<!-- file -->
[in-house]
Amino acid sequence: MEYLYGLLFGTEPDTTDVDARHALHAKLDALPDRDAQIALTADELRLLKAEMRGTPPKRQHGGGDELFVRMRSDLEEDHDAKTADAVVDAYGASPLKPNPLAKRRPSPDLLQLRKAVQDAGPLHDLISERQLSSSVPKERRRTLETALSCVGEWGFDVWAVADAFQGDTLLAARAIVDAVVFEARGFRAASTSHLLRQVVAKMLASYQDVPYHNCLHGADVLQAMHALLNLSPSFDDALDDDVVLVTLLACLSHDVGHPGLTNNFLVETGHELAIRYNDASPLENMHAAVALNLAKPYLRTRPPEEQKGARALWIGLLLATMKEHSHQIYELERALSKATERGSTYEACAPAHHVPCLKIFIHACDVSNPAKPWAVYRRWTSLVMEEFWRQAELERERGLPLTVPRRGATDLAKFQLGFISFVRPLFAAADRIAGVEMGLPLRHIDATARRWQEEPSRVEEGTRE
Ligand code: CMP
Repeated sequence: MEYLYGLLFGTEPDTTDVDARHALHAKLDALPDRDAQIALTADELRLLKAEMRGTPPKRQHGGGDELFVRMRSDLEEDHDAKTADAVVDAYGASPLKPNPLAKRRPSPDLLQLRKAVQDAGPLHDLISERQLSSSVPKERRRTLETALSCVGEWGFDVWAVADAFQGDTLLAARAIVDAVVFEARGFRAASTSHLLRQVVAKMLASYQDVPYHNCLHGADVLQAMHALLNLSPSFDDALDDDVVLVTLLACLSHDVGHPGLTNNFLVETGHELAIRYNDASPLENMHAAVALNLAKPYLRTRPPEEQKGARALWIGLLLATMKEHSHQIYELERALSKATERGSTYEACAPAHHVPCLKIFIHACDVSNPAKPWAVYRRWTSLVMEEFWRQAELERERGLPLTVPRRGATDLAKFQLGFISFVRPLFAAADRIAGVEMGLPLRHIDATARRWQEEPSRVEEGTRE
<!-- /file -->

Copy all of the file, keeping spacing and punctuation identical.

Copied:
[in-house]
Amino acid sequence: MEYLYGLLFGTEPDTTDVDARHALHAKLDALPDRDAQIALTADELRLLKAEMRGTPPKRQHGGGDELFVRMRSDLEEDHDAKTADAVVDAYGASPLKPNPLAKRRPSPDLLQLRKAVQDAGPLHDLISERQLSSSVPKERRRTLETALSCVGEWGFDVWAVADAFQGDTLLAARAIVDAVVFEARGFRAASTSHLLRQVVAKMLASYQDVPYHNCLHGADVLQAMHALLNLSPSFDDALDDDVVLVTLLACLSHDVGHPGLTNNFLVETGHELAIRYNDASPLENMHAAVALNLAKPYLRTRPPEEQKGARALWIGLLLATMKEHSHQIYELERALSKATERGSTYEACAPAHHVPCLKIFIHACDVSNPAKPWAVYRRWTSLVMEEFWRQAELERERGLPLTVPRRGATDLAKFQLGFISFVRPLFAAADRIAGVEMGLPLRHIDATARRWQEEPSRVEEGTRE
Ligand code: CMP
Repeated sequence: MEYLYGLLFGTEPDTTDVDARHALHAKLDALPDRDAQIALTADELRLLKAEMRGTPPKRQHGGGDELFVRMRSDLEEDHDAKTADAVVDAYGASPLKPNPLAKRRPSPDLLQLRKAVQDAGPLHDLISERQLSSSVPKERRRTLETALSCVGEWGFDVWAVADAFQGDTLLAARAIVDAVVFEARGFRAASTSHLLRQVVAKMLASYQDVPYHNCLHGADVLQAMHALLNLSPSFDDALDDDVVLVTLLACLSHDVGHPGLTNNFLVETGHELAIRYNDASPLENMHAAVALNLAKPYLRTRPPEEQKGARALWIGLLLATMKEHSHQIYELERALSKATERGSTYEACAPAHHVPCLKIFIHACDVSNPAKPWAVYRRWTSLVMEEFWRQAELERERGLPLTVPRRGATDLAKFQLGFISFVRPLFAAADRIAGVEMGLPLRHIDATARRWQEEPSRVEEGTRE